Read More

Read more...

Taking a swing against arthritis

Osteoarthritis is a tough disease to manage.

Exercise helps ease the stiffness and pain of  the joints, but at the same time, the disease makes it difficult to do that beneficial exercise. Even a relatively simple activity like jogging can hurt more than it helps. If only there were a low-impact exercise that was incredibly popular among the generally older population who are likely to have arthritis.

Osteoarthritis is a common source of disability In the population, only 64% reported their physical health to be good, very good, or excellent. Among the 459 golfers with OA that the study authors surveyed, however, the percentage reporting good health rose to more than 90%.

A similar story emerged when they looked at mental health. Nearly a quarter of non

golfers with OA reported high or very high levels of psychological distress, compare

d with just 8% of golfers. This pattern of improved physical and mental health remained when the researchers looked at the general, non-OA population.

This isn’t the first-time golf’s has been related to improved health, and previous studys

have shown golf to reduce the risks of cardiovascular disease, diabetes, and obesity, among other things.

Just walking one 18-hole round significantly exceeds the CDC’s recommended 150 minutes of physical activity per week. Go out multiple times a week – leaving the cart and beer at home, and you’ll be fit for a lifetime.

The golfers on our staff, however, are still waiting for those mental health benefits to kick in because we’re still adding up our scorecard after that string of four double bogeys to end the round.

Read more...

Vaccine Doesn’t Stop Symptoms

cleaning macbook from bacteria

Vaccinated Canadians can have COVID-19 symptoms despite testing negative. Experts say people can test negative on a rapid test in the first few days they have symptoms. This is partly due to how quickly vaccination clears the amount of the virus in an infected person’s body, the amount of immunity a person has built up. How much of the virus a person can spread to others and how serious a person’s disease is, are all dependent on the viral load, which is the amount of virus a person has in their system. Antigen rapid tests pick up on a higher viral load much quicker.

sanitizing hands

If the antigen test is dependent on the amount of virus in your upper respiratory tract, you may still be infectious in the first few days. There’s a period of around two days before the rapid test begins to pick up the antigen This is one reason why it’s always good to give a second rapid test, a day or two afterward, just to make sure it’s really negative.

The real problem is that between 40 to 70 % of people who carry COVID-19 do not have any symptoms at all. This means people who are carriers of the virus may not be getting tested at all because they don’t have any symptoms and don’t think they have COVID-19; if they do happen to get tested, it’s often negative.

If a rapid antigen test is positive, it’s reliable. If it’s not positive and you have symptoms compatible with COVID, you should be managing yourself and the people around you as if you are COVID-positive.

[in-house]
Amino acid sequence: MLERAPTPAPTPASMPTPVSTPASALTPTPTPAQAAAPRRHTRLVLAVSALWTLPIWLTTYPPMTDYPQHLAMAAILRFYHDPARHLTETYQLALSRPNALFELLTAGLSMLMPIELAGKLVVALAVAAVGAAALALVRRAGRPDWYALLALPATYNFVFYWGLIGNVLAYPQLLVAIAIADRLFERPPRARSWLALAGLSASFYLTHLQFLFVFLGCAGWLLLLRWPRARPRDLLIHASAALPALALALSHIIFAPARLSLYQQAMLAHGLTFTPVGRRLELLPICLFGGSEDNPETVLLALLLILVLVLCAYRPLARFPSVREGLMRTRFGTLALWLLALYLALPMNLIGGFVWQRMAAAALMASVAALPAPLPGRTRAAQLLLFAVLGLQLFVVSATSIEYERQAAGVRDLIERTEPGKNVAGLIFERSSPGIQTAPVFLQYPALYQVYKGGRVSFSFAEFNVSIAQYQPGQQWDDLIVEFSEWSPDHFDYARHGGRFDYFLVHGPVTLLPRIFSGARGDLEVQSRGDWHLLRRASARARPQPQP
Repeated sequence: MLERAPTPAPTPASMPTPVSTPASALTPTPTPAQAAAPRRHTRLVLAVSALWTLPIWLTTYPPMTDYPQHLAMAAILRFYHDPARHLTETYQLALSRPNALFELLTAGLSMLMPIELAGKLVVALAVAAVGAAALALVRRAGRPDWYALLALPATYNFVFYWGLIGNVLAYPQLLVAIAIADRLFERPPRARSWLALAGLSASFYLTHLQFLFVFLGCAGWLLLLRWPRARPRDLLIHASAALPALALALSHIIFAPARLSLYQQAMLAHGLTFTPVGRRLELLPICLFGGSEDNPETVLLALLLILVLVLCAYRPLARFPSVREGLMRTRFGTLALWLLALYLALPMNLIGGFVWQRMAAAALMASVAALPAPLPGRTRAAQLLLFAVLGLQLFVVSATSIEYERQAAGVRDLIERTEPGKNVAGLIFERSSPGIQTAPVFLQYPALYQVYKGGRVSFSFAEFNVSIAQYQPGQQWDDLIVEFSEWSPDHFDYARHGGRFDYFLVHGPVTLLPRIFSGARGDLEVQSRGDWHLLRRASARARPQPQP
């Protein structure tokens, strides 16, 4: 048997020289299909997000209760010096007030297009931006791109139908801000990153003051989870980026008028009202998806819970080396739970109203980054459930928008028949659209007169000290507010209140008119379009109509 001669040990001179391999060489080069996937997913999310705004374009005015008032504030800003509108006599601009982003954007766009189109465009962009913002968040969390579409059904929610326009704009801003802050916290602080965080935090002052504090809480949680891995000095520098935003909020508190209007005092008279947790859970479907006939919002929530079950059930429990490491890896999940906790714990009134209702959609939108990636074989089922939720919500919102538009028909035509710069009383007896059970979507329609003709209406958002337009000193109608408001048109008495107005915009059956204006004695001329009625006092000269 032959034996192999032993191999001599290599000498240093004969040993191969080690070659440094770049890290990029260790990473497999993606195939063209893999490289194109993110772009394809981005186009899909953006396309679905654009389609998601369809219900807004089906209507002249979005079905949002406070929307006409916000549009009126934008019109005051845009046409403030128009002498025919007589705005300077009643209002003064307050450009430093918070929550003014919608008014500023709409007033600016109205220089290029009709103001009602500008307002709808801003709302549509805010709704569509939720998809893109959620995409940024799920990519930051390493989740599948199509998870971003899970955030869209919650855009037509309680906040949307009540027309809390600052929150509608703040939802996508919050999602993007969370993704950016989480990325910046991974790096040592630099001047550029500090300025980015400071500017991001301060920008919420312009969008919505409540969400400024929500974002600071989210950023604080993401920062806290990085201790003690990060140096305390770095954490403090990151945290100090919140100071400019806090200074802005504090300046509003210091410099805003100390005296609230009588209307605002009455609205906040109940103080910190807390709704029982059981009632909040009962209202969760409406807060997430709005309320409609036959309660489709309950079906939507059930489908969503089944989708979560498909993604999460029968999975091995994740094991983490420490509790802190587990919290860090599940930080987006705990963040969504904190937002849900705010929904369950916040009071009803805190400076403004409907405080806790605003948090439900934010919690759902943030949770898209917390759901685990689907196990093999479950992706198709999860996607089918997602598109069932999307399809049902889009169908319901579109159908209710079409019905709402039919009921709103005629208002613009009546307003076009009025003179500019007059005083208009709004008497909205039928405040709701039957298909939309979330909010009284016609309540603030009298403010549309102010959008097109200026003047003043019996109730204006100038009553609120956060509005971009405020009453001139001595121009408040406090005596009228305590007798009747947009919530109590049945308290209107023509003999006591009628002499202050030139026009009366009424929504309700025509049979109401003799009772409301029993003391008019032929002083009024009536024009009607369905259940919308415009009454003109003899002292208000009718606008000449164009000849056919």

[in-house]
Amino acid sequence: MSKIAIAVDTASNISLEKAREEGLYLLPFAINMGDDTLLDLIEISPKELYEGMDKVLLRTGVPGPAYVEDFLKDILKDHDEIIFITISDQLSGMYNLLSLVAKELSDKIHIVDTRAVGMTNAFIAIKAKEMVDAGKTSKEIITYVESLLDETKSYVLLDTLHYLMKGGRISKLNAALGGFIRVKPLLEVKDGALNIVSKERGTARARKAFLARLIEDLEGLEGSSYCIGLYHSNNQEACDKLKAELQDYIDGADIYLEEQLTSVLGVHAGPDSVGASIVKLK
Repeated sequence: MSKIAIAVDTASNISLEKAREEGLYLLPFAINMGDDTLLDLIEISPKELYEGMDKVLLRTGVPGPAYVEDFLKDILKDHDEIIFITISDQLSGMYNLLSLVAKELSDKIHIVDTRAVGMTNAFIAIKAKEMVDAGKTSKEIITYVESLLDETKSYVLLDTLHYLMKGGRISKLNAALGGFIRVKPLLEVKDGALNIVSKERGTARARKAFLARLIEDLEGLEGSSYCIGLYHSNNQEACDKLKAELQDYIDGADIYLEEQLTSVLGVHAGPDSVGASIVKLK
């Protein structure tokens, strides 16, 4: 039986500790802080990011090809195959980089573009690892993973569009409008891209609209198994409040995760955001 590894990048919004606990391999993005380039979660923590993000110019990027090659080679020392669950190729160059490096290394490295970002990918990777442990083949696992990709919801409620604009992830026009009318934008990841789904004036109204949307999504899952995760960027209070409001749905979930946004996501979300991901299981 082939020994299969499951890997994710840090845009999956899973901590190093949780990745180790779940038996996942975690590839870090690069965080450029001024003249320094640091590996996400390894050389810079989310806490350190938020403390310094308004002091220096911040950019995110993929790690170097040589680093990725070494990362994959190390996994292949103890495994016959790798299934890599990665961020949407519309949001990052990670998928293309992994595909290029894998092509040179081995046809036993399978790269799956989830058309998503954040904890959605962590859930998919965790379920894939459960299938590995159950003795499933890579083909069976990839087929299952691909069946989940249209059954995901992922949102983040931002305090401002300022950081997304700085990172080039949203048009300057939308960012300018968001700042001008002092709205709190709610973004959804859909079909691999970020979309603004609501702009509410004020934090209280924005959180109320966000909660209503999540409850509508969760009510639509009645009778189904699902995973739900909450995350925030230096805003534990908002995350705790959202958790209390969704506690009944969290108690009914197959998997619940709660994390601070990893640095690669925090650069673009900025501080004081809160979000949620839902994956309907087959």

Read more...

Fourth Booster Shots

I've Had My COVID Booster Shot

Fourth shots (Second Booster) of COVID-19 vaccines begin Thursday in Ontario for age 60 and up and for First Nations, Métis and Inuit over 18. Canada’s National Advisory Committee on Immunization (NACI) is now strongly recommending the “rapid deployment” of second COVID-19 booster shots for seniors over 80. The recommended interval between third and fourth shots is five months, but that a shorter interval may be warranted in some individuals. There’s no clear-cut answer on whether to rush out for one. I would advise older persons to get another booster right away because of the higher level of protection.

Vaccine Passports

COVID-19 has had a really disproportionate impact on people 65 and older. One in 100 older people are not with us today who were with us before the pandemic because of COVID-19.

For younger, healthier people, it might make sense to boost in late summer so it reaches maximum efficacy in the fall. Vaccine efficacy wanes over time, so getting a booster now means you won’t have maximum protection in six or seven months. It might make sense to plan your booster around respiratory pathogen season in the fall, when cases of COVID tend to go up. If you’re younger, healthy and in a place where the virus circulation is very low, it’s less critical, but if you’re somewhere where infections are raging, or if you’re traveling, it makes sense to do it now. Multiple studies have shown that the older you are, the bigger the benefit from getting another booster.

Read more...

Paxlovid Approved by Health Canada

doctor giving middle aged man a vaccine

On January 17, 2022, the oral antiviral Paxlovid was approved by Health Canada. Ontario has received limited quantities from the federal government.

Treatment with Paxlovid must begin within five days of symptom onset to be effective. A full course of treatment is three pills twice daily for five days in a row.

woman getting her blood pressure tested

Ontario is prioritizing patients for treatment who have COVID-19 with the highest risk of severe outcomes, including:
immunocompromised individuals (PDF) aged 18 and over regardless of vaccine status
unvaccinated individuals aged 60 and over
unvaccinated First Nation, Inuit and Métis individuals aged 50 and over
unvaccinated individuals aged 50 and over with one or more risk factors (PDF)
You must also have a positive COVID-19 test to receive treatment.
If you think you may be eligible to receive Paxlovid, you can:
contact your primary care provider
call Telehealth Ontario at 1-866-797-0000
visit a COVID-19 Clinical Assessment Centre
If you have one of more of the following moderate to severe symptoms you should immediately call 911 or go to the emergency department:
severe difficulty breathing (struggling for each breath, can only speak in single words)
severe chest pain (constant tightness or crushing sensation)
feeling confused or unsure of where you are losing consciousness.

Read more...